EC: Who or what are your artistic influences?
JP: I don’t have any, which I recognize is a problem. I’ve always thought that if I were influenced by someone else’s work, that my photography and subsequently, my iPhoneography might take me in a direction that is not authentically me. Awareness is the first step, right?
EC: What has been the some of the challenges of using the iPhone as a camera?
JP: My biggest challenge is speed. I feel that some of my more frequently-used apps are too slow for my liking—despite updates to “cure” some of these issues. For example, I’ve found that for apps like Swankolab, they’re cutesier than they are efficient. When I shoot with the iPhone, I suppose I have similar expectations from some apps that I do from the “continuous shoot” function on my SLR. I’ll admit my expectations exceed the limits of this particular technology.
EC: Has your work been published before, if so, where? Did you ever expect your work to be noticed by the iPhoneography community?
JP: None of my work has been published to date. However, one of my photos (“Pair”) was “Faved” recently (Faved on Flickr 12.12.10) and featured on Marty Yawnick’s “Life in Lofi” blog. Imagine my elation. I’m certainly open to suggestions on how to gain more exposure. Someone who has more time than me could perhaps assemble and maintain a current list of iPhoneography contests, for example, to help us unknowns get known.
*Since this interview was conducted, Jamie has been featured as the iPhoneArtist of the Day for 12/18/10 over on iPhoneArt.com – Congrats!
EC: What has been the most surprising or most predictable reaction from people to your iPhotographs?
JP: People—the handful-sized population, that is—that have commented on my photos, have used words like “emotional,” “moody,” “colorful,” and “dramatic,” to describe what they see. I fully appreciate this kind of feedback as I continue my photographic journey to self discovery. Predictably, however, I’ll get the occasional, more disgusted reaction.
Take the below photo (Asleep) for example. One day, I was wandering aimlessly through the city streets of Providence and stumbled upon a possum that had obviously become a victim of vehicular homicide. Fortunately, for yours truly, the street wasn’t very busy, because to take the photo I had to stand in the middle of the road for several minutes. Naturally, the reaction was “Jamie, that’s gross!” and “Yuck!” Still, it was a reaction, which I was thankful to my Facebook friends for. And I’m sure none of us could estimate how many times this rodent was pancaked to oblivion. For my part, all I did was document the postmortem experience. To me, the photo is symbolic of life passing by sometimes a little too quickly.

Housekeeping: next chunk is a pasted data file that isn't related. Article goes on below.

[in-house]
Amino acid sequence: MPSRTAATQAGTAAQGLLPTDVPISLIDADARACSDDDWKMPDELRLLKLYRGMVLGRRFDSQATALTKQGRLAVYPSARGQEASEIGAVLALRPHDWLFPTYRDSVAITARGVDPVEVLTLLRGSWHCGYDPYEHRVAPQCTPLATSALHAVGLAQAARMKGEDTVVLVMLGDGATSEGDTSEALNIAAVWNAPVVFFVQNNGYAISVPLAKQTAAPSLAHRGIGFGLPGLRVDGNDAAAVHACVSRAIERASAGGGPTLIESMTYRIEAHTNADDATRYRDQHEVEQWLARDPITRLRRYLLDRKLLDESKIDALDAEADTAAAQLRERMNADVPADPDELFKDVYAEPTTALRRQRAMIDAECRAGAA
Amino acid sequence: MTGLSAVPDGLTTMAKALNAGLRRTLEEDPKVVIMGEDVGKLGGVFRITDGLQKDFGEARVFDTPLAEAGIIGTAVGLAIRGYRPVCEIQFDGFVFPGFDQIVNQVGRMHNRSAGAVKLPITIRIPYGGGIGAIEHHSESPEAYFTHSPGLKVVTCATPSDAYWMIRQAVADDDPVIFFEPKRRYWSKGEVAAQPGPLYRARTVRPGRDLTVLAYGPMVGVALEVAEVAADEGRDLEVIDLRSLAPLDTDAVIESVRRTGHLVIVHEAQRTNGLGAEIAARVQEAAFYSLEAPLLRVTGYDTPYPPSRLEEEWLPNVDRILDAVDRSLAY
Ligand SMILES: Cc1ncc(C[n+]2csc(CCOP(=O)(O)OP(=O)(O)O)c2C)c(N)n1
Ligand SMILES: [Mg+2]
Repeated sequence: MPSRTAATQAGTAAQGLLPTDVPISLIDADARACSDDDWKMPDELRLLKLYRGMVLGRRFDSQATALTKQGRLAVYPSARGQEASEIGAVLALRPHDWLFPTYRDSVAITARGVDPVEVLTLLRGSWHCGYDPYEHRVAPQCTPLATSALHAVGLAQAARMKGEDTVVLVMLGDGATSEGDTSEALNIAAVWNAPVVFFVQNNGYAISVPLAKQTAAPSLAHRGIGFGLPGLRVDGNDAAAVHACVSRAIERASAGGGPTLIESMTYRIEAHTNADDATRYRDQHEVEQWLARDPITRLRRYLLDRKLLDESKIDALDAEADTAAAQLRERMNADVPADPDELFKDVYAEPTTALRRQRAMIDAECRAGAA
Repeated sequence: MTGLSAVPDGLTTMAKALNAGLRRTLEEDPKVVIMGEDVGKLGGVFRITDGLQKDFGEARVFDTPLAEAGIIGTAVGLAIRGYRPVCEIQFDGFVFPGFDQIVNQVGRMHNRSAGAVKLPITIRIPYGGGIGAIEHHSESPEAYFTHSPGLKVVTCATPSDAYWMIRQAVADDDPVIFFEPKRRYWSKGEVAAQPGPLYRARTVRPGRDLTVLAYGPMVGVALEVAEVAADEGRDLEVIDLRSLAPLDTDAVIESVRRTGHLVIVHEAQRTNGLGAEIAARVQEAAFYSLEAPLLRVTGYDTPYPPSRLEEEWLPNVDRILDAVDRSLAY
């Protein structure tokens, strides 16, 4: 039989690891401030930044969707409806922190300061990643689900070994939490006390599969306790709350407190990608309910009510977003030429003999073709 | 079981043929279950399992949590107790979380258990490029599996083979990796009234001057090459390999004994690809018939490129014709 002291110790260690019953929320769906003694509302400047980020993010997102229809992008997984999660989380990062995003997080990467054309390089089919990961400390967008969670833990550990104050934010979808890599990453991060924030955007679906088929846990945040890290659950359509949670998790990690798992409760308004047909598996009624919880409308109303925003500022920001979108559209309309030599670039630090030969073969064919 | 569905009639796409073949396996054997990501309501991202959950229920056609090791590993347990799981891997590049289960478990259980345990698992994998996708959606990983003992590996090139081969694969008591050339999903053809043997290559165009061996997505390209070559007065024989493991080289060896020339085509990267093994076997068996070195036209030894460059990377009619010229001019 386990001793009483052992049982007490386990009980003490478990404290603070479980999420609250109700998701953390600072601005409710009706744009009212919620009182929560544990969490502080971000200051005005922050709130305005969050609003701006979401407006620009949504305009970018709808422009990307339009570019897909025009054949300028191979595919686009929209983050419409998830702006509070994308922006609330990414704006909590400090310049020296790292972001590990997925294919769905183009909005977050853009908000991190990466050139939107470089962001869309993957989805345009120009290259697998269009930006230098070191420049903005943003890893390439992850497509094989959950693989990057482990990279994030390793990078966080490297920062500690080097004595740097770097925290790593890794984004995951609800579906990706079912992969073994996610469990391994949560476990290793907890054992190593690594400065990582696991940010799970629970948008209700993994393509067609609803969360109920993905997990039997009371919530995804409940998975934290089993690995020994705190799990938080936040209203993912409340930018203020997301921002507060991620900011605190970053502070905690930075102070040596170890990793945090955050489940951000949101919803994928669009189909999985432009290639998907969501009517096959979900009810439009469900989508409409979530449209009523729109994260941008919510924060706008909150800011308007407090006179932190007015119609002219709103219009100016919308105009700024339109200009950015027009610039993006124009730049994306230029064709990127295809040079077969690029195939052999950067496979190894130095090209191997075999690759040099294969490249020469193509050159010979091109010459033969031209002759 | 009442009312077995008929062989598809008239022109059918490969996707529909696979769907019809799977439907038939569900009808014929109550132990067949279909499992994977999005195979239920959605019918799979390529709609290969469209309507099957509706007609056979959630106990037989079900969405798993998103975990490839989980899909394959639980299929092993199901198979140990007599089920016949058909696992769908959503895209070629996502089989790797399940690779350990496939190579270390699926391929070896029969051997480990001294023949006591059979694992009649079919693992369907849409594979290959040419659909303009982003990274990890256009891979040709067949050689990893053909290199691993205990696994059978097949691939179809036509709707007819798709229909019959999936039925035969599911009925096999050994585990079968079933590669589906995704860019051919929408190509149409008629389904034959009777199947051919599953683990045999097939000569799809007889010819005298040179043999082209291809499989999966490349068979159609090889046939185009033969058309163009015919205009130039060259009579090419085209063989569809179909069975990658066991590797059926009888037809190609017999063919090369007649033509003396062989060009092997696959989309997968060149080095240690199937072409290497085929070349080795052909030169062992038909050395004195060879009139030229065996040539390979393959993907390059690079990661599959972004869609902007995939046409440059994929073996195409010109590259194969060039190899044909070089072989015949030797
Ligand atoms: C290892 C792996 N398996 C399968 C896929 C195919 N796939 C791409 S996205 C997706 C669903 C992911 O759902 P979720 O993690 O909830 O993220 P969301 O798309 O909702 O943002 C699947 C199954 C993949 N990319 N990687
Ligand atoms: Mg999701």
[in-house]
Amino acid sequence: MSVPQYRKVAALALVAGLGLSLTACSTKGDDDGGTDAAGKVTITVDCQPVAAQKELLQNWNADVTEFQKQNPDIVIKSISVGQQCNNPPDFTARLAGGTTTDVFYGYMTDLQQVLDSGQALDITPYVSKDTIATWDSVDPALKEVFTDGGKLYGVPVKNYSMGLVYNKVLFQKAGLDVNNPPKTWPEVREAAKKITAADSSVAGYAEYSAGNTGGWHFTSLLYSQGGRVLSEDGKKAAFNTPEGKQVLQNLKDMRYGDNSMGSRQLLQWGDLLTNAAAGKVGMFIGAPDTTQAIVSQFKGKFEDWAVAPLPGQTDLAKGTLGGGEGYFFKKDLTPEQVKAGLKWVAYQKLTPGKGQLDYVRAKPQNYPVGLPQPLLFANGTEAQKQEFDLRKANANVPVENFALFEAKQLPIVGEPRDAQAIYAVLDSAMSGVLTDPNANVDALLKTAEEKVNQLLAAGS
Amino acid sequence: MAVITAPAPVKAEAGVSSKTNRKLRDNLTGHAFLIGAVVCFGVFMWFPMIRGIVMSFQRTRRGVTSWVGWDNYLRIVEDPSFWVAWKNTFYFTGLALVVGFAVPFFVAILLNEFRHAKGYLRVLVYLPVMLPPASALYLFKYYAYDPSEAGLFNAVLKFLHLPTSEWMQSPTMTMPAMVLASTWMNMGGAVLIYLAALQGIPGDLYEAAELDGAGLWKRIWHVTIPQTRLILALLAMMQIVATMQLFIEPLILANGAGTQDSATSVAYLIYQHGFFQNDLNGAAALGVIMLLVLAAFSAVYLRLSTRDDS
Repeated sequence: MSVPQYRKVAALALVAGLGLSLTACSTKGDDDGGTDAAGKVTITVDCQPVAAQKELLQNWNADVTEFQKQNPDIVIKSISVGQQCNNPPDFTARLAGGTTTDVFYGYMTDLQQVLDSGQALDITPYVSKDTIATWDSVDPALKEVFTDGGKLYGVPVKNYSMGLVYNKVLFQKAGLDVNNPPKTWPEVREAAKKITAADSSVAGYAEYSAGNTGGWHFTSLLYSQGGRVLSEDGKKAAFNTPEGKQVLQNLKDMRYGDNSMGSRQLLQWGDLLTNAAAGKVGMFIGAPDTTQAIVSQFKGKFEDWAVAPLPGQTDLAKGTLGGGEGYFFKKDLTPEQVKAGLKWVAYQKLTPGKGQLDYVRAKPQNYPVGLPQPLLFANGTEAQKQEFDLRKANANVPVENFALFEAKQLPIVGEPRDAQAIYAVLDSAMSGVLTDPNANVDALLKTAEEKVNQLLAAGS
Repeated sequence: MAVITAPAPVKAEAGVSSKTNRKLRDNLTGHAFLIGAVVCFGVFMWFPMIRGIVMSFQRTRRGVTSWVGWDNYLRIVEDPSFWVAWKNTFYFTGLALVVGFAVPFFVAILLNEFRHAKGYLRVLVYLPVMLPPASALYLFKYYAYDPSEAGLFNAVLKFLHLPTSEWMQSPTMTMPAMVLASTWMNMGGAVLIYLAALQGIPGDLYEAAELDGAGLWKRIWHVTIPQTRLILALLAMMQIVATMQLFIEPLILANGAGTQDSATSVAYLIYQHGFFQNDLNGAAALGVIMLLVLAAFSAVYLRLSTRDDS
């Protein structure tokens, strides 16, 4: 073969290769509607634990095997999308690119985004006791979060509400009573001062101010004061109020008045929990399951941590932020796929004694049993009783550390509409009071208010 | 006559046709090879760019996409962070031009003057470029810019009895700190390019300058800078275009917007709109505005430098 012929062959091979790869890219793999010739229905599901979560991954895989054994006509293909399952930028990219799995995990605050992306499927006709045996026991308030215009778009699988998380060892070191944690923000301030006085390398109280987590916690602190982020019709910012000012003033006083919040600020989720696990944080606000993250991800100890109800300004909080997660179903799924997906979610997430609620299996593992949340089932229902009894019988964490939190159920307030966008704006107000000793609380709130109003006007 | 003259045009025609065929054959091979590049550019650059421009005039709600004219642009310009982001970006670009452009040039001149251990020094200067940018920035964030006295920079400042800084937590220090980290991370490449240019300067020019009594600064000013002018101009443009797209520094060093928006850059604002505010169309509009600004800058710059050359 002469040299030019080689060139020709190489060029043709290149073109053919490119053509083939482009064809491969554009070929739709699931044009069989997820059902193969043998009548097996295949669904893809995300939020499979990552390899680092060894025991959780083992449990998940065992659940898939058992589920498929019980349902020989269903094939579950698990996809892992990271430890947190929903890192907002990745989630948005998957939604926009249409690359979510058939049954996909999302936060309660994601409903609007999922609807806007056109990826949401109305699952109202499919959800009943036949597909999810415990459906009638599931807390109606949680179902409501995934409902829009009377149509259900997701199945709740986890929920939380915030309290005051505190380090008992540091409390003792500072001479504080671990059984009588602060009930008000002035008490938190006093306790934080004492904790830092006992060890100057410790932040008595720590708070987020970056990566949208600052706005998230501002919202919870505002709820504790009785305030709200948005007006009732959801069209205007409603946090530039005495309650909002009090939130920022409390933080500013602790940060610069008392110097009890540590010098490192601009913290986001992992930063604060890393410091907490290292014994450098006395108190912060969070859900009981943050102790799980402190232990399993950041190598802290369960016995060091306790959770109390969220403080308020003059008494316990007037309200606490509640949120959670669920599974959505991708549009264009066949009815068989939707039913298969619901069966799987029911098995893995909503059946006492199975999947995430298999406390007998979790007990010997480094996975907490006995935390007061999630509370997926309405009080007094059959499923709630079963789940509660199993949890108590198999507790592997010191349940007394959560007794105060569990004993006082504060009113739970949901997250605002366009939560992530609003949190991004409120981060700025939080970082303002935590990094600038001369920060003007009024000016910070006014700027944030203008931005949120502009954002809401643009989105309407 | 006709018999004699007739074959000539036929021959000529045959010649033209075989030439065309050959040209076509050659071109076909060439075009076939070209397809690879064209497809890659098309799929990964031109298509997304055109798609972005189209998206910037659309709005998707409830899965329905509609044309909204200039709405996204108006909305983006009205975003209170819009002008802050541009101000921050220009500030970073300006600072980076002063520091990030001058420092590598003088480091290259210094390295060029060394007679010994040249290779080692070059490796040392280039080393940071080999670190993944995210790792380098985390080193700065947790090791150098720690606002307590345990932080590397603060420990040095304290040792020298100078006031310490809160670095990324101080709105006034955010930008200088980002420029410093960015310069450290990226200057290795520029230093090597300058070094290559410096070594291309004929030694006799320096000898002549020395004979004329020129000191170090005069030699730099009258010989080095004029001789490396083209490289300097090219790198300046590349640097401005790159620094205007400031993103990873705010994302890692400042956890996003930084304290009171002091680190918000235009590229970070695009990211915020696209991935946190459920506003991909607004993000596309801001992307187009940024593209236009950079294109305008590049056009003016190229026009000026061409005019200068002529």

EC: What’s in your iPhone camera bag (apps)? What app(s) do you currently use the most often?
JP: Right now I have 55 photo-only apps installed on my iPhone. As time goes by, however, I’m warming up to the concept of “less is more.” One can’t possibly produce and post photo each day like I do by flipping through such a vast quantity of apps to concoct every possible look for a given image, and then decide which one to post. Who has that mountain of available time? That said, the apps I use most are: Instagram, Hipstamatic„ PictureShow, TiltShiftGen, ClassicTOY and CrossProcess (in that order). As far as my personal “process” goes, I generally take photos with Hipstamatic or the built-in iPhone camera, process with any of or combination of these six apps and publish with Instagram. I’ve found Instagram to be super-efficient at allowing me to share my iPhone photos in the social media space. However, I haven’t been terribly successful at building a loyal following of frequent “commenters.” Because I truly value feedback on my photos (I make it a practice to comment on others’ iPhoneography), perhaps I’m missing something in Instagram. There is a lot of non-art, garbage floating around out there in Instagramland and from people with thousands of followers. I’m not quite sure how they do it.
EC: What other thoughts would you like to share?
JP: Starting in November, I decided to assemble all of the previous month’s iPhone photos into one slideshow to share on YouTube as a regular practice. You can view November’s here. I’m also interested in learning more about how others’ share their iPhoneography collections, the best printing services for iPhone photos and perhaps an interesting challenge to focus on.
Thanks again so much for this wonderful opportunity!
For more on Jamie check out these links:
All images shown here are copyrighted property of the artist, please contact Jamie Pachomski for copyright privileges.